Thus, it is recognized that the second fault f2 propagates to the third level L3. The fault value datum given by the logic one value and the fault identification number data related to the second fault f2 are memorized in the fault value area FA and the fault identification number area ID, respectively, in the first fault data memory block 530-1 (FIG. 23) of the fault data memory 530'. The fault value datum and the fault identification number data related to the second fault f2 will collectively be called the primary fault data. When the simulation related to the AND gate 106 is completed, the primary normal event data are deleted from the normal event memory 520 under control of the controller 537. Furthermore, the controller 537 changes the sixth event flag in the event flag memory 560 from the logic one value to the logic zero value.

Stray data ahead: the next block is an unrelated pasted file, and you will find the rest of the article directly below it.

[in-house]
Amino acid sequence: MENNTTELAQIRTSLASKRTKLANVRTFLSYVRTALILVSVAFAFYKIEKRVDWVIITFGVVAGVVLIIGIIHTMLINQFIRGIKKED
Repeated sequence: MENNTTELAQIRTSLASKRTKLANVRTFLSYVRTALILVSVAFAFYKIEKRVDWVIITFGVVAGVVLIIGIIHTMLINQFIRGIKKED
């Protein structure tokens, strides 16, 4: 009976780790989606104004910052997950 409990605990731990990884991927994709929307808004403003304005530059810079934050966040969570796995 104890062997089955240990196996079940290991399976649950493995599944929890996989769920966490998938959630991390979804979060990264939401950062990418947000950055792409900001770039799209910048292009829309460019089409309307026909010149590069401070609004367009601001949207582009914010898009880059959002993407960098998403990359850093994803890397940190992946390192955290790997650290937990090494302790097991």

Turning to FIG. 25, the operation is succeeded by the simulation of the AND gate 107. The controller 537 searches the event flag memory 560 to detect whether or not the event flag having the logic one value is further memorized in the event flag memory 560. As a result of the search, the controller 537 detects the fact that the seventh event flag has the logic one value. The seventh event flag is related to the seventh element data R7, namely, the AND gate 107. In accordance with the fact, the controller 537 searches the control data memory to detect the seventh start address in the control data memory 522. Subsequently, the controller 537 searches the seventh address depicted at A7 in the input state memory 524 in accordance with the seventh start address detected from the control data memory 522. In the seventh address of the input state memory 524, the logic zero value has already been memorized in the first and the second input state areas SA1 and SA2 and the logic one value has already been memorized in the third and the fourth input state areas SA3 and SA4 as the initial state of the input state data related to the AND gate 107. Next, the controller 537 changes the logic zero value of the first input state area SA1 to the logic one value in accordance with the secondary normal event data which is related to the AND gate 107 and which include the pin number data representative of the number 1 of the first input pin of the AND gate 107. In the seventh address of the logical type memory 523, the logical type data "00" indicative of the AND gate have already been memorized in the first type area LA1 and the output value datum represented by the logic zero value has already been memorized in the second type area LA2.